Church picks director of student ministry

He will serve Dutilh United

April 10, 2019 Cranberry Living

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Dutilh United Methodist Church recently hired Bud Fickley as director of student ministry. He previously served youth ministries in Slippery Rock and Murrysville.

CRANBERRY TWP — Dutilh United Methodist Church’s recently hired director of student ministry has some good news for parents: You are still the biggest influence in your teens’ lives.

Bud Fickley, along with his wife, Grace, and 19-month-old son, Tripp, joined the Dutilh community in January. Fickley brings experience to his role of ministering to Dutilh’s young adults.

After serving for two years as director of youth and children’s ministries at Slippery Rock United Methodist Church, Fickley, 31, spent eight years as director of youth and program ministries at the First United Methodist Church in Murrysville.

During those years, Fickley worked many aspects of church ministry — running programs for everyone from preschoolers to senior citizens.

But for an economic downturn, Fickley said he might have been in a completely different career.

“I was majoring in mechanical engineering at Grove City College, but I had been involved in church and ministering teenagers and adults my whole college career,” he said.

The Taylor Allderdice High School graduate got his mechanical engineering degree in 2009 — in the middle of a recession. Throughout college, he had grown increasingly involved at Slippery Rock United Methodist Church.

“Grove City is obviously a Christian school,” he said. “While I was attending school, I had a sense that I didn’t love the engineering world.

“My graduation came at the same time as the 2009-2010 recession. There was a hiring freeze at the company where I had had internships my entire college career,” Fickley said.

“God used that as my Jonah and the Whale moment,” Fickley recalled, explaining that though he was trying to head in one direction, God was sending him in another. “No one was hiring. And right about that time, my pastor approached me and said, ‘You have a call to ministry.’”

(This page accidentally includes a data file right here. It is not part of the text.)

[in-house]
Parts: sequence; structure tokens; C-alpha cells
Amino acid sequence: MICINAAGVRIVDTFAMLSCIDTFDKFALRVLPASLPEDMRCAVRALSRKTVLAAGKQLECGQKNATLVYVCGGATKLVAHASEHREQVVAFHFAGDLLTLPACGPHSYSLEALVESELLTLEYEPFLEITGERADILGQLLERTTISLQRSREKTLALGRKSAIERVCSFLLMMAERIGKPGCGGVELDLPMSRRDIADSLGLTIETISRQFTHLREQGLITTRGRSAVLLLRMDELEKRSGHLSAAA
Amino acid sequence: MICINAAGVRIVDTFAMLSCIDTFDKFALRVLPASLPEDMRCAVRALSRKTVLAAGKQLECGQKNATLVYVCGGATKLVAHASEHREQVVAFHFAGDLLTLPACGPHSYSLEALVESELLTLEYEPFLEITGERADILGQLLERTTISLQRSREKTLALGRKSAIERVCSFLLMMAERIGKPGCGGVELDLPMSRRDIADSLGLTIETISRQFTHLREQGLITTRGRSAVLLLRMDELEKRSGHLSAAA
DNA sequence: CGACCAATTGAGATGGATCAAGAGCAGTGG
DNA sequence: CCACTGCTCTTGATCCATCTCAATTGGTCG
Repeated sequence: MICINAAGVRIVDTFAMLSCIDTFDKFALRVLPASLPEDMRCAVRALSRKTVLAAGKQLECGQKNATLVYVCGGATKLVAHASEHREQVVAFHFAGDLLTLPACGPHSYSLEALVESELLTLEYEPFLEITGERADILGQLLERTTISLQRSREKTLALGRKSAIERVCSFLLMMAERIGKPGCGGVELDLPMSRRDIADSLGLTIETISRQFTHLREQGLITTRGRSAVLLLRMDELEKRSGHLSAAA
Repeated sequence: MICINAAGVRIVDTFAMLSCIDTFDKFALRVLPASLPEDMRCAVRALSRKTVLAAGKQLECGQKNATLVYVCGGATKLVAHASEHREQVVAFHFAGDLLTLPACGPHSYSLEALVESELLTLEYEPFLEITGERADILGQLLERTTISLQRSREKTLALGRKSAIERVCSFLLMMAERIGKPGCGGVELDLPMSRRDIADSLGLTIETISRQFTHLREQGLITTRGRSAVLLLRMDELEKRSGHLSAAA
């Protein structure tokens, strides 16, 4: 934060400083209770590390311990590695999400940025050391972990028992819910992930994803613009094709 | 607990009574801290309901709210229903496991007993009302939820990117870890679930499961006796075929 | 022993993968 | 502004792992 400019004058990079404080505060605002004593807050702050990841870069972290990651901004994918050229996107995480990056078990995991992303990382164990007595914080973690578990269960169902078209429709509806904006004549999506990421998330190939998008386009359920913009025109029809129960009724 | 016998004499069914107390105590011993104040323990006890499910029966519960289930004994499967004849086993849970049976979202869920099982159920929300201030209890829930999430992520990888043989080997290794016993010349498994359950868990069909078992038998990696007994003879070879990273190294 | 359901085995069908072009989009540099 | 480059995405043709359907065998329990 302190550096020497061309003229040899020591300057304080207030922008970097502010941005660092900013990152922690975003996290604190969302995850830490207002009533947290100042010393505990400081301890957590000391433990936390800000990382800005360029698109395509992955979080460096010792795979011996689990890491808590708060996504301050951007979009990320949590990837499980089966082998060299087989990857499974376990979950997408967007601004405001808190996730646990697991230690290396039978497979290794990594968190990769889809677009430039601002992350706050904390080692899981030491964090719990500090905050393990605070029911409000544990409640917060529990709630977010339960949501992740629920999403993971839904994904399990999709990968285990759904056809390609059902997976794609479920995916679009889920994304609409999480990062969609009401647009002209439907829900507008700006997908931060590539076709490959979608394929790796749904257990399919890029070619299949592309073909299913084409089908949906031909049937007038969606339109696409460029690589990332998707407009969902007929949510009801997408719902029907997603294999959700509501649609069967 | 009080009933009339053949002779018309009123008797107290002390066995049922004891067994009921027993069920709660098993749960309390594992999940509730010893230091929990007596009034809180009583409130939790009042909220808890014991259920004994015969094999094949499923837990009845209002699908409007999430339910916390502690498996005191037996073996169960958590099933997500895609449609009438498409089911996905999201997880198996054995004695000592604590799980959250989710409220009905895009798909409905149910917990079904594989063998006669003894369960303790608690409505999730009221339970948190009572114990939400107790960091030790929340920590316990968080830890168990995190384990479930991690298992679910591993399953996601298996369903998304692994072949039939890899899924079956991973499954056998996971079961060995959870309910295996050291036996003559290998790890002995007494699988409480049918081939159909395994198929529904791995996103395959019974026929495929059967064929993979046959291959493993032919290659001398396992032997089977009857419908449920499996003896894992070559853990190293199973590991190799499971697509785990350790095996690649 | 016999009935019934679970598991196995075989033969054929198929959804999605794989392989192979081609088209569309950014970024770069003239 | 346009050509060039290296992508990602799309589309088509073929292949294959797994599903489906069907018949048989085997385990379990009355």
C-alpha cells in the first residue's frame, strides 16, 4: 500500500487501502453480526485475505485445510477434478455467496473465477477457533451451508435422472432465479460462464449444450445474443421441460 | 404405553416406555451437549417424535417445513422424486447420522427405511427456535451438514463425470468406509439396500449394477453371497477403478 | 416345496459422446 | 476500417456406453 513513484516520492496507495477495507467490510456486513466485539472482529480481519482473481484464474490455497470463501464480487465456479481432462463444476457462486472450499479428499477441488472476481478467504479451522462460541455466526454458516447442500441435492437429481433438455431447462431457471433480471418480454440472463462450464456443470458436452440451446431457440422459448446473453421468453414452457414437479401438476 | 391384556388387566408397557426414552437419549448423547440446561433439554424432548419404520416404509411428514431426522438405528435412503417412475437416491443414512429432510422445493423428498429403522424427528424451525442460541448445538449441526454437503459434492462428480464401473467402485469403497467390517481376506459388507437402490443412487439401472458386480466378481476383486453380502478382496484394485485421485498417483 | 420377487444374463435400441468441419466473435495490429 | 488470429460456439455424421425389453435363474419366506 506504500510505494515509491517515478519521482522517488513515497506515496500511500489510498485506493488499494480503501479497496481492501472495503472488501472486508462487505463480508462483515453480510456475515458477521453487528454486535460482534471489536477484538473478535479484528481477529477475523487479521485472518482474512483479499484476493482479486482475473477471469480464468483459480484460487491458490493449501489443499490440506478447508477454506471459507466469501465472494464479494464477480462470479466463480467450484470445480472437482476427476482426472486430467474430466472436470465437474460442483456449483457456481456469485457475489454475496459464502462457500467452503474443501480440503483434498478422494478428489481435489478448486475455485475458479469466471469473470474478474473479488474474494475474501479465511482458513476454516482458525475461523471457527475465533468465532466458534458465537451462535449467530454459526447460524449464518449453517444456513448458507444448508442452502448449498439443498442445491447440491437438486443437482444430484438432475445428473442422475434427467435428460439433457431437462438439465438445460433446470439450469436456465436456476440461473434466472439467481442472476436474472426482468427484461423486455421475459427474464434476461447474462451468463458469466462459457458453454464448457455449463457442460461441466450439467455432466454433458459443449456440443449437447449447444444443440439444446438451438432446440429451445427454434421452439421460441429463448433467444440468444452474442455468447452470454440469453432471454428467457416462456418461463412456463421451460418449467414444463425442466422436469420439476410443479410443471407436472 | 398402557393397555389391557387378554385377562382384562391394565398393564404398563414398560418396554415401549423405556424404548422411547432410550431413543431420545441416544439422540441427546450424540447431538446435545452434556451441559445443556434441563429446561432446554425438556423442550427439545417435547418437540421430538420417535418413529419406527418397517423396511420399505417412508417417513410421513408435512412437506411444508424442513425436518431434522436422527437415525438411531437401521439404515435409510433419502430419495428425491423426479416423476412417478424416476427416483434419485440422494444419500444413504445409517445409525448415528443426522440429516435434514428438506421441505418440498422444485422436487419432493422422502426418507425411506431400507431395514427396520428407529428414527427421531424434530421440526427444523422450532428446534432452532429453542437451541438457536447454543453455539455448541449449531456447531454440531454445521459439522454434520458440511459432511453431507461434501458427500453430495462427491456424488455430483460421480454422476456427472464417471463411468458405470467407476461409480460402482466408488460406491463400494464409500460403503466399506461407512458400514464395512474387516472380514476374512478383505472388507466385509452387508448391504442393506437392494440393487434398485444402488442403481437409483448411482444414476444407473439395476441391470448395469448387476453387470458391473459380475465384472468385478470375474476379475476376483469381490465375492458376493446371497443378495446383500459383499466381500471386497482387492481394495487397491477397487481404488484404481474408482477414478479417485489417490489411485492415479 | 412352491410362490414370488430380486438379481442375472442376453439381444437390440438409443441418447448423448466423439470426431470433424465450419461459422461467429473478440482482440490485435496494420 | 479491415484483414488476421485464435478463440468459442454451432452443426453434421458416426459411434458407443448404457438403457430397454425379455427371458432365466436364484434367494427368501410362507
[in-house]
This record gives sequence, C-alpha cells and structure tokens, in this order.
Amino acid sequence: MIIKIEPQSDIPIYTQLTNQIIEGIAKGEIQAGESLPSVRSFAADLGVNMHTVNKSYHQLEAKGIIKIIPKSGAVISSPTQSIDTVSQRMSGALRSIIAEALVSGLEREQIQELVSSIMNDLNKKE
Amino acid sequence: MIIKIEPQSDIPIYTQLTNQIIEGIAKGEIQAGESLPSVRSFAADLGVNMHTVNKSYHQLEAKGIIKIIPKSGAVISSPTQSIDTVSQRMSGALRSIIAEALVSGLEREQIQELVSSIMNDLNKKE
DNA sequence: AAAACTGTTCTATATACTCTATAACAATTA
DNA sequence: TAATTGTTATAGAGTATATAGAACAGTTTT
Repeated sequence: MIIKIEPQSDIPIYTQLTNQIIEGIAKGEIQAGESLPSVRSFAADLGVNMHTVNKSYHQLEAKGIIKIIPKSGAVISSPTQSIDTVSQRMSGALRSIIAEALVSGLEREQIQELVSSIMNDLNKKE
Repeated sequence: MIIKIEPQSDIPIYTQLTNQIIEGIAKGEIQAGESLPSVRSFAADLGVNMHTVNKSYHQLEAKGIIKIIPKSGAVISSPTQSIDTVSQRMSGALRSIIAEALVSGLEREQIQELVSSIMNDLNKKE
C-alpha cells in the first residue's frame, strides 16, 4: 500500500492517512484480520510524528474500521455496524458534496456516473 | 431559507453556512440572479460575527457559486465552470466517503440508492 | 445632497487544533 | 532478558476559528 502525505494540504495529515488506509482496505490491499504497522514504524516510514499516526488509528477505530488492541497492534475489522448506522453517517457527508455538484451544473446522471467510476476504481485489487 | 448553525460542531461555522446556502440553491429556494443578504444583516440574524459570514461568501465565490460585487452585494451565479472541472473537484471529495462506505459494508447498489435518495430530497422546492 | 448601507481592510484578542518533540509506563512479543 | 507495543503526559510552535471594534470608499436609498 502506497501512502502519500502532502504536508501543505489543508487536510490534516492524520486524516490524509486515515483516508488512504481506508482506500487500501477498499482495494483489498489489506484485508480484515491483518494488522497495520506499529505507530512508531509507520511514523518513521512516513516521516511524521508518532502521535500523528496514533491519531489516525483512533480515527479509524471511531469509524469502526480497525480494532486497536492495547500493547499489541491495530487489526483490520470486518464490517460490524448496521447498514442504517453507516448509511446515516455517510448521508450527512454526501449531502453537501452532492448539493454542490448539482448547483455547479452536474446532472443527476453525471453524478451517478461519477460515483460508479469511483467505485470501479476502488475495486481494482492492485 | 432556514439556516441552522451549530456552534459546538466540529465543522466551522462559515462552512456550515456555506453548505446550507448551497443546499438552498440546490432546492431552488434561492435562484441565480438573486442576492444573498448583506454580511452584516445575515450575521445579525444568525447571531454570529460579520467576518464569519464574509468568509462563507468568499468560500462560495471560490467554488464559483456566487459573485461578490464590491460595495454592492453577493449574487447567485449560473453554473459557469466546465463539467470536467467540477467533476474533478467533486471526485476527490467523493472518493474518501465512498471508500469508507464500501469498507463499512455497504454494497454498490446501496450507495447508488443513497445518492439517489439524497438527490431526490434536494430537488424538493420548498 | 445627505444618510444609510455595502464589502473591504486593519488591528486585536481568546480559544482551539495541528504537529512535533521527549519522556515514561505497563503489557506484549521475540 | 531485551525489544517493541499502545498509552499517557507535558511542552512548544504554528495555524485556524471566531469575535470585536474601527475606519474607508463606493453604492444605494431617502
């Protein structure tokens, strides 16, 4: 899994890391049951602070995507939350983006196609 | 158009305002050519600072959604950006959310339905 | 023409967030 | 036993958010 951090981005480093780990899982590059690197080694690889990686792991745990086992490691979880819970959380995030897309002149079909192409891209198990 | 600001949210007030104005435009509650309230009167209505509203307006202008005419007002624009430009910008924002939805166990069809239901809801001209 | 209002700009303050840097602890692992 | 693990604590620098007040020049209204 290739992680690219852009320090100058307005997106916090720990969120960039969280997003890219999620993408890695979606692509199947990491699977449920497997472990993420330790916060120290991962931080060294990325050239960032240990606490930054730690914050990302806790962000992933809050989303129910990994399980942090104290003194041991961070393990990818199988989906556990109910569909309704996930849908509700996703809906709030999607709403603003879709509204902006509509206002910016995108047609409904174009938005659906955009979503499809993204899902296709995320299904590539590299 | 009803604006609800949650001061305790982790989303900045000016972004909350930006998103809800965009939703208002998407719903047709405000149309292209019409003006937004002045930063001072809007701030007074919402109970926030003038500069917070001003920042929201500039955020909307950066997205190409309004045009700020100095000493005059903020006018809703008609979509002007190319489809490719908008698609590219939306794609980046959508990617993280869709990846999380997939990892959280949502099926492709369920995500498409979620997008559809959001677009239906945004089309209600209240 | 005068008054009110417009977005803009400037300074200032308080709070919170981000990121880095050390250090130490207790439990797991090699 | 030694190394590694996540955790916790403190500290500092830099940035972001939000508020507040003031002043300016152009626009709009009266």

The Slippery Rock church was hiring a student minister, and the pastor offered Fickley the job.

Over the next couple of years, Fickley realized his “detour” was really more of a vocation and developed a passion for youth ministry.

“I spent 21 months at Slippery Rock and then went to First United Methodist Church of Murrysville” he said. “It (Slippery Rock) was a part-time position and I wanted to take the next step.”

“We are so excited to have Bud join our ministry team,” said Tom Parkinson, senior pastor of Dutilh. “His enthusiasm, experience, and example are a great fit for Dutilh and he is already making an impact here.”

In addition to continuing some long-standing traditions such as the Rise Against Hunger Lock-In and a summer mission trip that have been important components of Dutilh’s youth ministry, Fickley has brought new ideas for engaging young people in their church.

He is particularly excited about Youth Week, set June 17-22. During that time, students will engage in a variety of activities including local missions, service work for the church, games, team-building activities and Bible lessons.

“Youth Week this summer is on top of vacation Bible school,” he said. “But its programs are designed for teenagers.

“The idea is to come in, serve in the vacation Bible school in the mornings, have lunch and then have programs in the afternoon — service projects, activities, Bible lessons.

“There’s a lot of VBS ideas, but we step it up to make it appropriate for those in the seventh through 12th grade,” Fickley said.

And new ways to engage the church’s young people are needed, he said.

“Teenagers will experience pressures at home from their parents, pressures from friends at school and from society to behave a certain way,” he said.

“And at the same time they are still developing major portions of their brain. It’s no wonder they make mistakes,” he said.

But, Fickley said, “Parents are still the biggest influence on teens. Studies and anecdotal evidence point to parents being the biggest influence on faith, work ethic. What they see in their parents is what tends to be the result in the students.”

That’s why Fickley has two types of youth meetings every week, 6:30 to 8 p.m. Wednesdays and 6:30 to 8 p.m. Sundays.

“Group meetings are on Wednesdays and small group meetings are on Sundays,” he said. “The small groups are more in-depth discussions. The group meetings are more fun and we don’t dig as deep into stuff.”

“Teens are going through such profound life changes,” Fickley said. “Being there as they go through these revelations about God, love, the people in their lives — it’s great.”

The best part of his job at Dutilh, Fickley said, is that he gets to focus just on teens rather than the various auxiliary roles of worship leader, assistant pastor and program coordinator that accompanied his previous jobs.

Despite the long hours inherent in student ministry, the role has definite perks, he said.

“Every time a kid has that eye-opening moment where they realize, This is who Jesus is — and that moment looks different for every kid — it’s the best part of my job,” he said.

“The first time I get to have a conversation with him or her after that moment, you can see the difference in them, that realization.”

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